Indeterminate sentences went out of fashion decades ago for two reasons.  First off, people decided that the proper penal experience should center around warehousing people, not rehabilitation.  Secondly, there were some public instances documenting how race played a huge factor into how inmates were judged for parole.  Inmate X and inmate Y might behave exactly the same, but Y would end up serving twice as much time because he had the misfortune to have been born with darker skin.  That is a real problem, and not one I take lightly.  That said, this is ultimately an issue of oversight, not of the concept itself.  Properly administered, this sort of sentencing gives the inmate some minor control over his fate: if he behaves and sincerely attempts to correct his deviance, he might shave some time off his sentence.  If he doesn’t, well, he can rot in his cell forever.  The choice is up to him.  In all systems where this sort of carrot-and-stick approach has been reinstated, the violence rates inside of prisons have decreased, as have recidivism rates of those released.  Again, this is a no-brainer.

So, where does that leave us?  I don’t know.  I sit here in my cell, and I read whatever reports manage to come through the mail-room gauntlet, and I cannot help but feel like I am in the midst of a gigantic running gag.  Surely, I think, this cannot be right.  We cannot really be this bloody stupid, can we?  I may have once been laboring under the delusion that something I penned on this site would cause someone totally unconnected to anyone currently in prison to get involved in a real, tangible way.  I tried to show how we are all connected to this, and that the system has been set up to broadcast the very opposite message, which makes it easier for them to get away with gross atrocities on a daily frequency.  I think I was a little nuts for believing this.  But a few of you do have husbands or brothers or fathers caught inside the beast, and I know that you often feel impotent to do anything to help them.  I know that it doesn’t feel like calls to the ombudsman do any good, and that emails to other prison officials usually get a little but a boilerplate response.  You are right: most of these actions don’t change anything.  In my opinion, the activist community needs to stop doing two things.  First off, stop preaching to the choir.  You have your little get-togethers and speeches, but it’s the same people in the crowd every single time.  Use that money instead to take out ads in newspapers.  Draw people into discussion.  Because when you are able to do this, we win.  Secondly, stop complaining to prison officials.  They are not interested in changing anything, no matter the platitudes they spout over the phone.  You have to go over their heads.  Start writing your state Reps and calling them.  It doesn’t take but a few minutes each week to fire off an email, listing a new complaint each time.  There is a basis for a legitimate complaint in this very article, and there are many more like it to be found here and on the blogs in the column on the right side of this page.  You can find a list of your state Reps HERE. If you feel really committed to dealing with someone in the system, go as high up the ladder as possible.  If you want to talk about parole, for instance, don’t waste any time dealing with low-level bureaucrats who don’t actually make any decisions.  Instead, go right to the top.  In years past, this was difficult, since they wisely guarded their email addresses from public dissemination.  This is pure piffle: even in a formal (vs. a real) democracy like ours, you should have the right to contact state officials whose (exorbitant) salaries you pay.  That wall has started to crumble of late, and I’d like to do my part. Ahem:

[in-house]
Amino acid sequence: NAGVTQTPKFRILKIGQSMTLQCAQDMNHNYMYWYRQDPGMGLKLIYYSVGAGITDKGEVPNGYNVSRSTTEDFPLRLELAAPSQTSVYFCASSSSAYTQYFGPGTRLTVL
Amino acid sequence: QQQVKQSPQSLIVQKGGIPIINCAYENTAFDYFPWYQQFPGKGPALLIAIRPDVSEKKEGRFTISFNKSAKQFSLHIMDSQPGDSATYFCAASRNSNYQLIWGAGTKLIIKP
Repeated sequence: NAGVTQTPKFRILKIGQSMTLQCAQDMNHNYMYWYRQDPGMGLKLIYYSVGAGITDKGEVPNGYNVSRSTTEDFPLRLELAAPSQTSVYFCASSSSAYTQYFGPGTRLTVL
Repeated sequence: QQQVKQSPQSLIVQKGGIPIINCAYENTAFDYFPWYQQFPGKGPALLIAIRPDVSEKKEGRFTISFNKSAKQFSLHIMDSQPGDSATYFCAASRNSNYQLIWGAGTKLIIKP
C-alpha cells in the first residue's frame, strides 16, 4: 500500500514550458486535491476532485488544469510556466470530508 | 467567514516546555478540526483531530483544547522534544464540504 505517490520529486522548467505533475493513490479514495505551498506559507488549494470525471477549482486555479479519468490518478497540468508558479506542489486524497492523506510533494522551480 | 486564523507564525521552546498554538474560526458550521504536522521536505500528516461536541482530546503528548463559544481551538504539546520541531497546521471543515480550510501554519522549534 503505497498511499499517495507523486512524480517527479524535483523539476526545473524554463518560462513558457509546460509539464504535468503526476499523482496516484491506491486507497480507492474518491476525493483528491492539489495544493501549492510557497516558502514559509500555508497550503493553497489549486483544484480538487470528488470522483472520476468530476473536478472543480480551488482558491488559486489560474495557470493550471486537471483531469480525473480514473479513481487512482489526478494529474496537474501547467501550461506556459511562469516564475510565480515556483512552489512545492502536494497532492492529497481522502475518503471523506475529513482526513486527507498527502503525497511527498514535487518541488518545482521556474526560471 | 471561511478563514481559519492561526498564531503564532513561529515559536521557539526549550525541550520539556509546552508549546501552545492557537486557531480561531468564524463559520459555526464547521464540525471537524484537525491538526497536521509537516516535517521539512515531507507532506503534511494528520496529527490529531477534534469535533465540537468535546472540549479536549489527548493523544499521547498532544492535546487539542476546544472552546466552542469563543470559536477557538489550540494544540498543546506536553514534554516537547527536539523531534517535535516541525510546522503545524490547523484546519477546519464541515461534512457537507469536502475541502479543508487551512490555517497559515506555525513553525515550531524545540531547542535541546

Agency Head, Texas Board of Pardons and Parole:
     Rissie L. Owens, Presiding Chair
     209 West 14th Street, Suite 500
     Austin, TX 78701
     TEL:(512) 936-6351
     FAX: (512) 463-8120

Whoops.  Have fun.

© Copyright 2011 by Thomas Bartlett Whitaker. All rights reserved